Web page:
· Murthy N, Wodi AP, Cineas S, Ault KA, Advisory Committee on Immunization Practices. Recommended Adult Immunization Schedule, United States, 2023*. Ann Intern Med. Published online February 10, 2023:M23-0041. Link
Second Pointer - make first two lines H3From the CDC
2) Update on Teen Risk Behavior
The CDC recently released “The Youth Risk Behavior Survey Data Summary & Trends Report: 2011–2021”, which provides the most recent surveillance data, as well as 10-year trends, on health behaviors and experiences among U.S. high school students related to adolescent health and well-being. This report is developed by the CDC Division of Adolescent and School Health (DASH) to highlight the national Youth Risk Behavior Survey (YRBS) data collected every two years among a nationally representative sample.
The report notes several positive trends for adolescent health and well-being, including decreased risky sexual behavior (i.e., ever and current sexual activity and having four or more lifetime sexual partners) and substance use (i.e., ever used select illicit drugs, ever misused prescription opioids, current alcohol use, and current marijuana use). There was also saw a decrease in the proportion of youth who were bullied at school. Unfortunately, almost all other indicators in the report, including protective sexual behaviors (i.e., condom use, sexually transmitted disease (STD) testing, and HIV testing), experiences of violence, mental health, and suicidal thoughts and behaviors worsened significantly.
Across almost all measures of substance use, experiences of violence, mental health, and suicidal thoughts and behaviors, female students are faring more poorly than male students. These differences, and the rates at which female students are reporting such negative experiences, are stark. In 2021, nearly 30% of female students drank alcohol during the past 30 days. Almost 20% of female students experienced sexual violence. by anyone during the past year and 14% had ever been physically forced to have sex. Additionally, almost 60% of female students experienced persistent feelings of sadness or hopelessness (double that of boys) during the past year, 30% had seriously considered attempting suicide, and nearly 25% made a suicide plan (go back and read that paragraph again and let it sink in).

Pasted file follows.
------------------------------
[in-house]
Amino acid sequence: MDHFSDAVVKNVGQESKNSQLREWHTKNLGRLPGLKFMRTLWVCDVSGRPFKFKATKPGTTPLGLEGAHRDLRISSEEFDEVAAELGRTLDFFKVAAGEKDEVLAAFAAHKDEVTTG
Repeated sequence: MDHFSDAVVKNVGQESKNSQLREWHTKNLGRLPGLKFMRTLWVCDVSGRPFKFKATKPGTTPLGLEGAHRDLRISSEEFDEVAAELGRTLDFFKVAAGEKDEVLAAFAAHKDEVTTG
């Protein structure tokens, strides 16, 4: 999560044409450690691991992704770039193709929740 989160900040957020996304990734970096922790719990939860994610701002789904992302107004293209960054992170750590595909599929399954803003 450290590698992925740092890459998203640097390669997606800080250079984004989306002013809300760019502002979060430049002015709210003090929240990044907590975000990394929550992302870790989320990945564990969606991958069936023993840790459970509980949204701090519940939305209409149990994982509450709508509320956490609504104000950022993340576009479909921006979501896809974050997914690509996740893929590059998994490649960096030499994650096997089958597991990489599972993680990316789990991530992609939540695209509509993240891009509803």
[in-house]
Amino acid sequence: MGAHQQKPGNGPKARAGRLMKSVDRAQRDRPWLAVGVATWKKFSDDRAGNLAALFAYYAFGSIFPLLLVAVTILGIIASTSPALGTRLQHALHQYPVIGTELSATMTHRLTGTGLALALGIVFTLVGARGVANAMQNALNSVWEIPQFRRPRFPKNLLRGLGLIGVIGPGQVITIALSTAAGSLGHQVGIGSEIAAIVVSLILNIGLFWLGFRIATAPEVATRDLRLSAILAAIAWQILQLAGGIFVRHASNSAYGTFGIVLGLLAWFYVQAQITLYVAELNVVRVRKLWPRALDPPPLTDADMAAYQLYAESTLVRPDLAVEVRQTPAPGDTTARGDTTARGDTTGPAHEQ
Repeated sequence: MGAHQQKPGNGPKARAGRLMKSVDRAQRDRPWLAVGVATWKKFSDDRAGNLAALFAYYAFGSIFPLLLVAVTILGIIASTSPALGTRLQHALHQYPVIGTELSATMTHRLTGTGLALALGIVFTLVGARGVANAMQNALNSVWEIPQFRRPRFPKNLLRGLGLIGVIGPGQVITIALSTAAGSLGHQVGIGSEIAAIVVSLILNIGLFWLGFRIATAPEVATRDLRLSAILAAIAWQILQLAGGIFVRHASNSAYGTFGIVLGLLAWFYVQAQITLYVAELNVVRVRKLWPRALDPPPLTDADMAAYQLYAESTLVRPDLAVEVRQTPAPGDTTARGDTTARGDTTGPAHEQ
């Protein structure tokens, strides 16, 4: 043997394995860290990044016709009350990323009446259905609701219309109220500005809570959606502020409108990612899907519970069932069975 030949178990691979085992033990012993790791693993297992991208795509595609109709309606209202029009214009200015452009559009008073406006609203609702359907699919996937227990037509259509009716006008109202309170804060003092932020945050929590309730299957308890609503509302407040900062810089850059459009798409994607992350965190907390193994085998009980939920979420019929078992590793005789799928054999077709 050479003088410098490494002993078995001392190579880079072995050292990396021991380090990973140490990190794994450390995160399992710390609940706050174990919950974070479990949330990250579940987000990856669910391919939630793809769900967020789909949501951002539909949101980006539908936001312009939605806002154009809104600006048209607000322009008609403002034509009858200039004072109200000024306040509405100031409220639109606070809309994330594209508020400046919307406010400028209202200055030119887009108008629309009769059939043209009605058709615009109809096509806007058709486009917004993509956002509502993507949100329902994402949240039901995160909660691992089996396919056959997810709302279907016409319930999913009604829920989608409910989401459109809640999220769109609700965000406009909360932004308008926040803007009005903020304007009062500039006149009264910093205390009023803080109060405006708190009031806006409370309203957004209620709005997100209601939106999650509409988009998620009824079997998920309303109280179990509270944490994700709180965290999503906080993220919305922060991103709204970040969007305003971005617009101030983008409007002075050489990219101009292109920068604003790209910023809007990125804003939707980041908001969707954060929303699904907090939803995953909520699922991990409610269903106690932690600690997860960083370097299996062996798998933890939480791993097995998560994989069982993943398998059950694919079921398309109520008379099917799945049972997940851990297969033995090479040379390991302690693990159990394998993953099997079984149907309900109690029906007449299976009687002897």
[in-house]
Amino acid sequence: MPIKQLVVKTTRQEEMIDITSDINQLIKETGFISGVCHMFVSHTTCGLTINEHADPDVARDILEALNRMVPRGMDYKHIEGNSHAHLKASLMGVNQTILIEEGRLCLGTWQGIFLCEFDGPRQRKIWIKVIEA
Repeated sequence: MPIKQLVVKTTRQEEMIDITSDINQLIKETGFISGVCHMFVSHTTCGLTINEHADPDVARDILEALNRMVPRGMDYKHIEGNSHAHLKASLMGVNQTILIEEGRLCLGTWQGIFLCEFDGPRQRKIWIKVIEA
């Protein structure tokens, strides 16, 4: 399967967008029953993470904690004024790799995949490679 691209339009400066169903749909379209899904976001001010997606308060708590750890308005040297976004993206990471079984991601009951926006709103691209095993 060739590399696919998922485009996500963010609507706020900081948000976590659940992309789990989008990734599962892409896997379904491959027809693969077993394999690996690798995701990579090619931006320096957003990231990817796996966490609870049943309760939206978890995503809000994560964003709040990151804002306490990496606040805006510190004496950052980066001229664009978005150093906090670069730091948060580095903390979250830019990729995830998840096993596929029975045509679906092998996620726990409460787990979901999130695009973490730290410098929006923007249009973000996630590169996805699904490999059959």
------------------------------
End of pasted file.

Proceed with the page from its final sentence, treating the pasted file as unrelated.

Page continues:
As in previous reports, there were disparities among students who identify as lesbian, gay, bisexual, questioning, or another non-heterosexual identity (LGBQ+) or who have had any same-sex sexual partners compared to their peers. LGBQ+ students and those who have any same sex partners were more likely than their peers to have used or misused all substances included in this report (i.e., ever used select illicit drugs, ever or current prescription opioid misuse, and current alcohol, marijuana, and electronic vapor product use). They were also significantly more likely to experience all forms of violence. The differences in terms of mental health, compared to their peers, were also substantial. Close to 70% of LGBQ+ students experienced persistent feelings of sadness or hopelessness during the past year and more than 50% had poor mental health during the past 30 days. Almost 25% attempted suicide during the past year.
If a picture is worth a thousand words, then the one below speaks volumes and demands a call to action.
Certainly, from an emotional health perspective, our teens are “failing to thrive. The data is stark and sobering, particularly for females. Keep this in mind as you care for adolescents in your practice. The CDC has also identified schools as having a unique opportunity to positively impact some of these trends. Suggested actions (2nd reference) include implementing quality health education, connecting young people to needed services, and making school environments safer and more supportive, with a strong focus on improving school connectedness.
· Centers for Disease Control and Prevention. Youth Risk Behavior Survey: Data Summary and Trends Report 2011-2021. Published 13 February 2023. Link